Published on Academy of American Poets (https://poets.org)


The Old Suffragist

She could have loved—her woman-passions beat
    Deeper than theirs, or else she had not known
How to have dropped her heart beneath their feet
    A living stepping-stone:

The little hands—did they not clutch her heart?
    The guarding arms—was she not very tired?
Was it an easy thing to walk apart,
    Unresting, undesired?

She gave away her crown of woman-praise,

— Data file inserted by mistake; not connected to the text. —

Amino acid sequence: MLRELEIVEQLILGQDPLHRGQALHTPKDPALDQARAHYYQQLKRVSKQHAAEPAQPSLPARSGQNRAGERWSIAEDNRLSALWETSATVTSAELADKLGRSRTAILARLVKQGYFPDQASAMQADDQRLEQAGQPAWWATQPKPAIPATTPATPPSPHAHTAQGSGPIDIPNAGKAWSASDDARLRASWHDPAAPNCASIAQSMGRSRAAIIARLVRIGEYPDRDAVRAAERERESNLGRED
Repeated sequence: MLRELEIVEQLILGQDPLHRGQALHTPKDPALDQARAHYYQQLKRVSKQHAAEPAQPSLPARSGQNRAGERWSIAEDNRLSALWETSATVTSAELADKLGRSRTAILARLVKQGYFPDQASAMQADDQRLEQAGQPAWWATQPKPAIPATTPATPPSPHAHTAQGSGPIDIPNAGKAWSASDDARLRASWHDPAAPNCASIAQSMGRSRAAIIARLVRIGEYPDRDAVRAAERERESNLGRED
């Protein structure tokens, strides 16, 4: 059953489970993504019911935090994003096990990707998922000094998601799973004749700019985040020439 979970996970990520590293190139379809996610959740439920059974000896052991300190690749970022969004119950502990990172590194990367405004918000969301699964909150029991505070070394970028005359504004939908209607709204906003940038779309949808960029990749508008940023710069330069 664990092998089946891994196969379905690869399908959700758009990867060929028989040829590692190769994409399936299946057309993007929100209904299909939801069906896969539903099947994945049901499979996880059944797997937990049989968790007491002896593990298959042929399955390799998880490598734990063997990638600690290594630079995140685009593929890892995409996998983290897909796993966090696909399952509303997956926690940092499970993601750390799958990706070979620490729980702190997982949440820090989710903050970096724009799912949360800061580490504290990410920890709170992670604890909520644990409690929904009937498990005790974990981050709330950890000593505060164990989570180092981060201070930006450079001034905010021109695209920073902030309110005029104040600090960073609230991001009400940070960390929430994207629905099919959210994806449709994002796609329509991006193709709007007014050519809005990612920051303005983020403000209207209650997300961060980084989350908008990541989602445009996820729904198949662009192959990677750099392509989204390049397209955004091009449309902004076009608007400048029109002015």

Her gentleness and silent girlhood grace,
To be a merriment for idle days,
    Scorn for the market-place:

She strove for an unvisioned, far-off good,
    For one far hope she knew she could not see:
These—not her daughters—crowned with motherhood
    And love and beauty—free.

Credit


This poem is in the public domain.

Author


Margaret Widdemer

Margaret Widdemer was born in Doylestown, Pennsylvania in 1884. In 1919, she won the Pulitzer Prize, then known as the Columbia University Prize, for her 1919 collection The Old Road to Paradise. She died in 1978. 

Date Published: 1915-01-01

Source URL: https://poets.org/poem/old-suffragist